Breastfeeding Diet:  Thanksgiving Foods while BreastfeedingDo be aware of traditional casseroles, stuffing or any recipes that require multiple herbs and spices.  Certain spices can cause gas or an otherwise upset stomach for babies.  Anything that is spicy (such as strong pepper) or even garlic may irritate your baby.  Other herbs and spices including sage, parsley and peppermint can reduce your milk supply when consumed in large quantities.  The amount you would likely have in one Thanksgiving meal would probably not significantly reduce milk supply, however if you are eating days upon days of leftovers that include these ingredients, you may experience a reduction of milk.

The two most common foods to avoid during pregnancy are alcohol and fish high in mercury.  Some pediatricians may approve one occasional alcoholic beverage while breastfeeding, while other healthcare professionals recommend avoiding alcohol completely due to potential neurological affects on your baby.  High mercury fish should be limited to two servings per week.  While fish is not what we typically think of for our Thanksgiving meal, the first Thanksgiving did include many fish items.  If you are incorporating this original tradition, be sure you select low-mercury fish and don’t over-do it on leftovers after the holiday.  High mercury that passes through breast milk can also cause neurological problems for babies.

Caffeine is another food that often aggravates babies either by causing gas or stimulating wakefulness.  Caffeine is OK in moderation, but better left for earlier in the day.  If your Thanksgiving meal usually ends in a cup of joe, you might want to make it a decaf this year.  Also remember that chocolate has caffeine so limit chocolate candies and desserts during your festive meal too.

As with any foods you consume during pregnancy, be aware of how you and your baby react and change your diet accordingly.  If you or close family members have allergies – perhaps to nuts or milk – be careful how you introduce these items into your breastfeeding diet.  Also, if some traditional Thanksgiving foods cause you gastrointestinal issues, they may have the same negative effect on your baby as well.  For instance, pumpkin is often hard for some people to digest due to its high fiber content and cranberries and some seasonal citrus fruits can be particularly acidic.  Also, vegetables high in fiber like broccoli, kale and Brussels sprouts can be rough on the digestive system.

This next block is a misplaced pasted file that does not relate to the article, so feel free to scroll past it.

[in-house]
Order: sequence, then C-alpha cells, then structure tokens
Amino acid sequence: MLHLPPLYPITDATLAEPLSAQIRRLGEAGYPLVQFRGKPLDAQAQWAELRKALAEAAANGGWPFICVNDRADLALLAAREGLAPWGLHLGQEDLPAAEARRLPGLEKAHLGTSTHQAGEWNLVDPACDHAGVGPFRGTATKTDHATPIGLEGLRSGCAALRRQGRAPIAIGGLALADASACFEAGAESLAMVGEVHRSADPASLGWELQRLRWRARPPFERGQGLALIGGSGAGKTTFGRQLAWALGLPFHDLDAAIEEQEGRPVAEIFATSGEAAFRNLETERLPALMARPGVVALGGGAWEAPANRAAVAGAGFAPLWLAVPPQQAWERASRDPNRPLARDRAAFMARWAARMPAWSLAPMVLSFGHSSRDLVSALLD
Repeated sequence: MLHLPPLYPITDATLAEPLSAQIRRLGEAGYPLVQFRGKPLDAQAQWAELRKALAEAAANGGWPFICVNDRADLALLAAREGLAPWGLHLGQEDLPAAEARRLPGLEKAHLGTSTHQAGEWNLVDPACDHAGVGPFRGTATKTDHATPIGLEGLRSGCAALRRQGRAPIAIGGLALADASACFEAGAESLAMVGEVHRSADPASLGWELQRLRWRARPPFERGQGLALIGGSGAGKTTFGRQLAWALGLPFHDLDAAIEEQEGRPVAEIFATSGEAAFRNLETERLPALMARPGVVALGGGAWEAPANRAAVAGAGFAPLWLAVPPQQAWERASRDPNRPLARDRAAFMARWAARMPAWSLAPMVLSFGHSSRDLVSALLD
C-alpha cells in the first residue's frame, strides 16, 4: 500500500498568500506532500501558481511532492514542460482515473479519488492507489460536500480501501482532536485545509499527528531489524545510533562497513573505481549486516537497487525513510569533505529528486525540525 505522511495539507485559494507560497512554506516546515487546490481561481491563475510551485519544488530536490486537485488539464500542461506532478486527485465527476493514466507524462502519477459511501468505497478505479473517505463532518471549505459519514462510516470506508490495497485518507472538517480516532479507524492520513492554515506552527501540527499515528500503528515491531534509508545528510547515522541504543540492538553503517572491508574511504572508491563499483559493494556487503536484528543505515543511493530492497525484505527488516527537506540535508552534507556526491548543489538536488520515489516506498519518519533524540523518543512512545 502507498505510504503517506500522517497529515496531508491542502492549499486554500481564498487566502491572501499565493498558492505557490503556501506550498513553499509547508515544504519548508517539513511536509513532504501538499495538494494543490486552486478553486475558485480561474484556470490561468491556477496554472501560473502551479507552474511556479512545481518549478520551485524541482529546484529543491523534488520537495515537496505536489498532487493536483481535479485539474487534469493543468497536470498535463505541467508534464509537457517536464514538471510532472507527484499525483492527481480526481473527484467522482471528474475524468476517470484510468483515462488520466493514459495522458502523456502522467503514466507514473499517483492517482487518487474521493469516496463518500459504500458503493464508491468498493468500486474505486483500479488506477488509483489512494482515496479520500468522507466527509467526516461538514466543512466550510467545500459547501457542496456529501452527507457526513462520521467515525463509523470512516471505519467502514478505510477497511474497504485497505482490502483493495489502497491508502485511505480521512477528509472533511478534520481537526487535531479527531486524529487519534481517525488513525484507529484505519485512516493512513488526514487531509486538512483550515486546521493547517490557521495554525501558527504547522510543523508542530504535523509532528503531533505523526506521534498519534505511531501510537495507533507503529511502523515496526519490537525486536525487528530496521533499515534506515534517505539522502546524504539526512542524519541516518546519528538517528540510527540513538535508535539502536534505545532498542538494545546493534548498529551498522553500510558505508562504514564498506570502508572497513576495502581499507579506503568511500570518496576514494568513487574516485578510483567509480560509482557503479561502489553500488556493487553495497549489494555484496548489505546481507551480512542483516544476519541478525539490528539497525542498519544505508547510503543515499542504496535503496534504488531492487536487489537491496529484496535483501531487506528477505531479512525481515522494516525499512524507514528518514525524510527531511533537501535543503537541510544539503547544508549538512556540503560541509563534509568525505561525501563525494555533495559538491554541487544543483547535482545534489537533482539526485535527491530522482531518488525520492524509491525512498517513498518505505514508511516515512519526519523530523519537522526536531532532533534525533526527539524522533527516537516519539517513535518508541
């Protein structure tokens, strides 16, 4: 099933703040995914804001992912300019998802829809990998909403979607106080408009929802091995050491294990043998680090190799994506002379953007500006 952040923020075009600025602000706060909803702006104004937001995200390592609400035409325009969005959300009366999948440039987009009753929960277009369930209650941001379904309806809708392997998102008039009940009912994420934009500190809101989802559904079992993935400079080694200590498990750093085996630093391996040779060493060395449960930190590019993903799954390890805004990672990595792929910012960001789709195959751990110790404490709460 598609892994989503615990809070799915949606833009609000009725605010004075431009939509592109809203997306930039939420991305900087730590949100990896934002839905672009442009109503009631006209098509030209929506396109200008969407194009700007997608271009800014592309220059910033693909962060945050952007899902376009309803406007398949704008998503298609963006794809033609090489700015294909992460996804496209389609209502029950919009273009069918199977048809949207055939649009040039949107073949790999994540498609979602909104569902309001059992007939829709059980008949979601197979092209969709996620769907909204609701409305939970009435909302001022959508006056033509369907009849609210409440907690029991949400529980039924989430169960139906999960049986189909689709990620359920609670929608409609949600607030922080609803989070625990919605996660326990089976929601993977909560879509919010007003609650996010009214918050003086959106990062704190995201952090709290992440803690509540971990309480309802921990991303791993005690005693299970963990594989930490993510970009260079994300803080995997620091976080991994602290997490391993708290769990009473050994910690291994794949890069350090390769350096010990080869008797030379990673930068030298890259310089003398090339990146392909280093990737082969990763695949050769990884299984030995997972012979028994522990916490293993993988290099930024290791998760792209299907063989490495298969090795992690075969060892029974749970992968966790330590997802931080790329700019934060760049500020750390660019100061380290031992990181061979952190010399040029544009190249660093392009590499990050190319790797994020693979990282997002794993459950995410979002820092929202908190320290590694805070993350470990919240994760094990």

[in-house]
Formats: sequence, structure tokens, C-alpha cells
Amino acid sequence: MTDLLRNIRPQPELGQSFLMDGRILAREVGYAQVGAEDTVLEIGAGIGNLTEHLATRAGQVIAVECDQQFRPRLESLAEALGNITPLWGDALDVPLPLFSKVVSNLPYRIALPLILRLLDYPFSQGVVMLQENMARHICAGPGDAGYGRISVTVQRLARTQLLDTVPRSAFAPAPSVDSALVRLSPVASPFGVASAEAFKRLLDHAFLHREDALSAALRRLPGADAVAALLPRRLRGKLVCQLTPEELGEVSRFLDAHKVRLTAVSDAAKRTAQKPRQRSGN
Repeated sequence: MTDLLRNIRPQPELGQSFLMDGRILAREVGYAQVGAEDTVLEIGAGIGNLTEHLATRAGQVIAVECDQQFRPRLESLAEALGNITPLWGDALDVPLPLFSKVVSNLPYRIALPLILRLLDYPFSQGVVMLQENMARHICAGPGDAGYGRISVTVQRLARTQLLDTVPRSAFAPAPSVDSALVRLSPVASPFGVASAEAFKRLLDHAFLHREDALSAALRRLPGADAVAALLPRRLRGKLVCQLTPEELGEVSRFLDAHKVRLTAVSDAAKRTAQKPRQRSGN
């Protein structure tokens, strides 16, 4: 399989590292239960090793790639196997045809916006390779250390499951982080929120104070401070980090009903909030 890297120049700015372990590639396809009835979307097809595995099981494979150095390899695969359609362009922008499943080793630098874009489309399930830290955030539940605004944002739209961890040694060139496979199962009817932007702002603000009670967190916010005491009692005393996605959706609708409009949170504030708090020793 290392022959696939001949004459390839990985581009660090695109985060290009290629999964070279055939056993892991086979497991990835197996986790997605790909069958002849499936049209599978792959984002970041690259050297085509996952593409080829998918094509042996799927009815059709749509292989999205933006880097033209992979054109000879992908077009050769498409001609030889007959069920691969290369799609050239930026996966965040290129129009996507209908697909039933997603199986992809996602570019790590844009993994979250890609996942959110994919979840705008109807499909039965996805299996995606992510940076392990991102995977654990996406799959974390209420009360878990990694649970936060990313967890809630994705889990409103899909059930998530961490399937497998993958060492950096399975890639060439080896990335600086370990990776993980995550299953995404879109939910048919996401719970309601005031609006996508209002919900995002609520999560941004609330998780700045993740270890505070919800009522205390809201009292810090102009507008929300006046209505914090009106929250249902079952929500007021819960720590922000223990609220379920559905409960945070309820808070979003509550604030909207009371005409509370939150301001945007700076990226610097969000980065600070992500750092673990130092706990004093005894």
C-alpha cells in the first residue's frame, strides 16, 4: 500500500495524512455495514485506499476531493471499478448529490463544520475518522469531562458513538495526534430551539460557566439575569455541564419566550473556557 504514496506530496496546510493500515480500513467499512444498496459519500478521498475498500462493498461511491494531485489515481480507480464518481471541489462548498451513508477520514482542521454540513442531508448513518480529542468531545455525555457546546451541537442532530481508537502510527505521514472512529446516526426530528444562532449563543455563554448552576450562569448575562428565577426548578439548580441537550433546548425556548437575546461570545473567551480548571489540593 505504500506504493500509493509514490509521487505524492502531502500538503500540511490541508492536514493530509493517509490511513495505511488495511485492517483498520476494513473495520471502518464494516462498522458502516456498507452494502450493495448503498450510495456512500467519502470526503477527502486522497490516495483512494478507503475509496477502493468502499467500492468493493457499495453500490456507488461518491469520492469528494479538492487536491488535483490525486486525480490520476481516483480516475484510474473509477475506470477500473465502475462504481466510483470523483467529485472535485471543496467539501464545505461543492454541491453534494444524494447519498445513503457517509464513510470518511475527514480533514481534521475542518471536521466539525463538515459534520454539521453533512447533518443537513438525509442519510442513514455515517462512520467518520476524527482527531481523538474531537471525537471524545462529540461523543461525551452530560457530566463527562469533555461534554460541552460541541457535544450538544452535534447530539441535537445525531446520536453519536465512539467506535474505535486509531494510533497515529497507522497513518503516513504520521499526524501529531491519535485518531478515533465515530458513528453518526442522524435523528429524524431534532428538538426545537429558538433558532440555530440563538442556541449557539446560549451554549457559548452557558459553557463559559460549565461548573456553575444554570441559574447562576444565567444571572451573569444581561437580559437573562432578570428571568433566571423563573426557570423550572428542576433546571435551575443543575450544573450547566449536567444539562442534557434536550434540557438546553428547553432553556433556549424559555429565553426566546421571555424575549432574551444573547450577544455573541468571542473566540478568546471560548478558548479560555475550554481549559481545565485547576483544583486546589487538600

We hope you and your baby enjoy a variety of delicious Thanksgiving foods while breastfeeding.  Happy Thanksgiving!

Keep Your Breastfeeding Diet Pesticide Free for You and Baby’s Health

Keep Your Breastfeeding Diet Pesticide Free for You and Baby’s Health

There’s no set breastfeeding diet you should follow while nursing, but watching how many pesticides you consume should be a priority for any breastfeeding mom. Following these easy recommendations will keep you and your baby free from unnecessary chemical harm. Even if you can’t find everything organic at your local grocery store, there are additional ways to limit your family’s pesticide intake.

First things first: make sure to wash, scrub, and dry any fruits or veggies you’re planning on eating. The best way to make sure your produce is pesticide-free is to rinse any fruits thoroughly. After rinsing, take a paper towel and wipe away any leftover dirt before making your meal. Even if you purchase lettuce that’s pre-rinsed, it won’t hurt to throw it in a colander and quickly wash it again. Not only will this help protect you and your family against pesticide consumption, but diseases like listeria are often picked up through unwashed produce. Play it safe when it comes to your breastfeeding diet!

Summer is the best time to shop your local farmer’s market, and take advantage of any local produce you can purchase. Even if it’s not organic, there’s a better chance that your local produce carries less pesticides than fruits and veggies trucked in from a large-scale farm. Not only are farmer’s markets fun for the whole family, but you’ll be able to score sweet deals on fruits, veggies, and meats that you might not find in a traditional grocery store.

Keep in mind that the following fruits and veggies were deemed the “dirty dozen” by the Environmental Working Group 2011 study that looked at which food items contained the most pesticides on average: apples, celery, strawberries, peaches, spinach, nectarines, grapes, bell peppers, potatoes, blueberries, lettuce, kale and collard greens. When it comes to your healthy breastfeeding diet and these foods, take precautions for you and your baby. A little research goes a long way, so try to read labels and pick produce that is healthy for you and your baby.